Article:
Bosworth arrived in Beijing from South Korea on the second leg of his Asian tour to explore steps to try to defuse tensions on the Korean Peninsula, including restarting the stalled six-nation talks on North Korea's denuclearization. Bosworth was scheduled to meet with China's top nuclear negotiator Wu Dawei before ending his tour with a visit to Japan Thursday.
The China Daily reported Bosworth met with South Korean Foreign Minister Kim Sung-hawn in Seoul. Kim was quoted as being cautious in saying whether the six-nation talks could restart, calling them a "useful negotiating tool."
The talks, last held in December 2008, include the two Koreas, China, Russia, the United States and Japan.
North Korea Wednesday called for "unconditional and early" talks with South Korea and the Communist country's official Rodong Sinmun newspaper said Korea relations cannot improve "as long as the said relations remain in the state of confrontation and on the brink of war without dialogue, contact and cooperation."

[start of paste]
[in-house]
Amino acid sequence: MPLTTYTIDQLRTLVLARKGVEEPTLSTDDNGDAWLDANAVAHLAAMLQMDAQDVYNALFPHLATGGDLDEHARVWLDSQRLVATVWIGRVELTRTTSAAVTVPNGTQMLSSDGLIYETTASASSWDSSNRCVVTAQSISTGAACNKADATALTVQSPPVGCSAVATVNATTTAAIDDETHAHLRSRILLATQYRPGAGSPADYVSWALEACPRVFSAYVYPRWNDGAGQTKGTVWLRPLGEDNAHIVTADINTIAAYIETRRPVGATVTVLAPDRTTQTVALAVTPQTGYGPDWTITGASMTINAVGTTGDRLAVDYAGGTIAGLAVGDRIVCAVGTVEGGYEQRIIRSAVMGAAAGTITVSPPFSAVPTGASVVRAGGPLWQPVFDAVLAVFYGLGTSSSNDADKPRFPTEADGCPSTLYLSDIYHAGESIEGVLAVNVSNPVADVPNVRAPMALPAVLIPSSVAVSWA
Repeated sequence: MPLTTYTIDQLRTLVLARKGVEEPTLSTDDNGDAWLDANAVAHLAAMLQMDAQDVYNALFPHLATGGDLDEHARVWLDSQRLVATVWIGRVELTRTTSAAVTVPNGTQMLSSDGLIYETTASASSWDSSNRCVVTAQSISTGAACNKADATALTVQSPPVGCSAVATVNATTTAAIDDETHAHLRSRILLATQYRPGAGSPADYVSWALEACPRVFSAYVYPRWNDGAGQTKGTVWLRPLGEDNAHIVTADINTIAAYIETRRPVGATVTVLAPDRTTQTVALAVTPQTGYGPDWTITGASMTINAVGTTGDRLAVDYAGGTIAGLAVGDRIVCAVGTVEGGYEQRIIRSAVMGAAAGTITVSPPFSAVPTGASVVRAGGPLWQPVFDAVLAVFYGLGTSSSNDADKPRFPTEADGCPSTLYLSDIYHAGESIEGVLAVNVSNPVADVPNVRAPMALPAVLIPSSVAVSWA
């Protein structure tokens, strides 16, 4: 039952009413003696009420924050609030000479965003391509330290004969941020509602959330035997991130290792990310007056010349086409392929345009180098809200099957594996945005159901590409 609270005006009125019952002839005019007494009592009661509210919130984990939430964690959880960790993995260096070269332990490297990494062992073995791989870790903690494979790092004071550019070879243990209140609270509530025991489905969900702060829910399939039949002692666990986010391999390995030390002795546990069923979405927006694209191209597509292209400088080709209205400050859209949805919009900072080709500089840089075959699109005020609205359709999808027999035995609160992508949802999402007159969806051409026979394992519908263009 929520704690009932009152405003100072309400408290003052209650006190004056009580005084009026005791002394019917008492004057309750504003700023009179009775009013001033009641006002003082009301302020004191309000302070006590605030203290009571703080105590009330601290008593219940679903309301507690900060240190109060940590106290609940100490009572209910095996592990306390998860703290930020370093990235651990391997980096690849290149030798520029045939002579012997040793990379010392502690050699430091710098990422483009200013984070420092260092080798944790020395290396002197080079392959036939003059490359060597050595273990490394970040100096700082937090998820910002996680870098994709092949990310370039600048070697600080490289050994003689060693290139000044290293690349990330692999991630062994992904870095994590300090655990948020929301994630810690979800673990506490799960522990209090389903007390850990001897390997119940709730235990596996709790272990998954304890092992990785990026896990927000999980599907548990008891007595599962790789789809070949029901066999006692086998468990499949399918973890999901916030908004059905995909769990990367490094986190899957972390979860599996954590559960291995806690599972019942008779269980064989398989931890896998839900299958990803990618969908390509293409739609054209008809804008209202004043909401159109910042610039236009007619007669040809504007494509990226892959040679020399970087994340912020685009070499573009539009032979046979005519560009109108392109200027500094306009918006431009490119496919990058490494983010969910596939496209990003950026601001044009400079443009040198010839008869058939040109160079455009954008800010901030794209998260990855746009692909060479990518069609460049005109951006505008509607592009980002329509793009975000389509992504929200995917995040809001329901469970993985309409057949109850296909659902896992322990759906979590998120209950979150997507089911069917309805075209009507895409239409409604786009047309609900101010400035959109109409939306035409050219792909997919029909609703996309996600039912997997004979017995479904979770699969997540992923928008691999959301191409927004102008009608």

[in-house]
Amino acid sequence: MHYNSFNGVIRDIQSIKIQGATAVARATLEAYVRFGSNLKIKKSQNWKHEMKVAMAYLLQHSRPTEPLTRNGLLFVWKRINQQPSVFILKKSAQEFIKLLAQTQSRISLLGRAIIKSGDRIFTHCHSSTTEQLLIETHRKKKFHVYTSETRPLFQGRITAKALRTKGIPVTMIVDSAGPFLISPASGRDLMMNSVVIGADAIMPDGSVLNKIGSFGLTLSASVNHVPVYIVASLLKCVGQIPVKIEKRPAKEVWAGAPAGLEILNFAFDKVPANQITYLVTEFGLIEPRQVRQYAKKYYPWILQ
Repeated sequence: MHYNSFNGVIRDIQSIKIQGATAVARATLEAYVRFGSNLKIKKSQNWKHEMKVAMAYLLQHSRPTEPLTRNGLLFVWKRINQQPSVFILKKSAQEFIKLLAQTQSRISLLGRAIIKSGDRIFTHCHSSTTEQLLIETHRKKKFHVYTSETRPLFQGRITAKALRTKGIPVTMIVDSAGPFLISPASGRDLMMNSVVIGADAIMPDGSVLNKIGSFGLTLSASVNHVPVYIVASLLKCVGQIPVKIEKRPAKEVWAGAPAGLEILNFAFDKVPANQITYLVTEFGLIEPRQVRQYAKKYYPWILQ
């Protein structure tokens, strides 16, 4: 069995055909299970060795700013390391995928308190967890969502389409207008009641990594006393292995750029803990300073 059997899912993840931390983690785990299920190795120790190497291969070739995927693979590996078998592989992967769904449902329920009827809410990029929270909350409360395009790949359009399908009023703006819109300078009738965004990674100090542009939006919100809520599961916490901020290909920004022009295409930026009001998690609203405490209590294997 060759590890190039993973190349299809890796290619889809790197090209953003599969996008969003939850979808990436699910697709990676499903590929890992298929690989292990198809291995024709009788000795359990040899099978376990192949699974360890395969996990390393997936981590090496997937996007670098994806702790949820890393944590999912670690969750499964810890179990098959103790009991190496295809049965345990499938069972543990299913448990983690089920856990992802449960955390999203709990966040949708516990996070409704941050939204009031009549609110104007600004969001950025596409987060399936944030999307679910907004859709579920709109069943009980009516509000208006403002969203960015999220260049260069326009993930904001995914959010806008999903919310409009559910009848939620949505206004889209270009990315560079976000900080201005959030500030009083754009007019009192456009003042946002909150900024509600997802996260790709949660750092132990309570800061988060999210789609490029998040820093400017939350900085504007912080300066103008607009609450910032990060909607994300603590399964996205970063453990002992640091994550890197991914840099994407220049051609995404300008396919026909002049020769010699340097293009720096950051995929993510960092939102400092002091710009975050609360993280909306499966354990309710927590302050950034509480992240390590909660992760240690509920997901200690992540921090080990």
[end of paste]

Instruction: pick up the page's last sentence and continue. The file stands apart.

Zhang Liangui, an expert on Korean affairs at the Central Party School, told China Daily: "Bosworth's visit focuses on tension reduction and denuclearization through negotiations and upon the efforts of the relevant parties. I think there is little obstacle to restart the Six-Party Talks."
Commenting on the North Korean offer of talks, U.S. State Department spokesman Philip Crowley said: "We're open to dialogue, but it's not just for North Korea to say, 'OK, fine, we'll come talk.' There has to be an appropriate context."
Tensions on the Korean Peninsula worsened after North Korea shelled a South Korea island in November.
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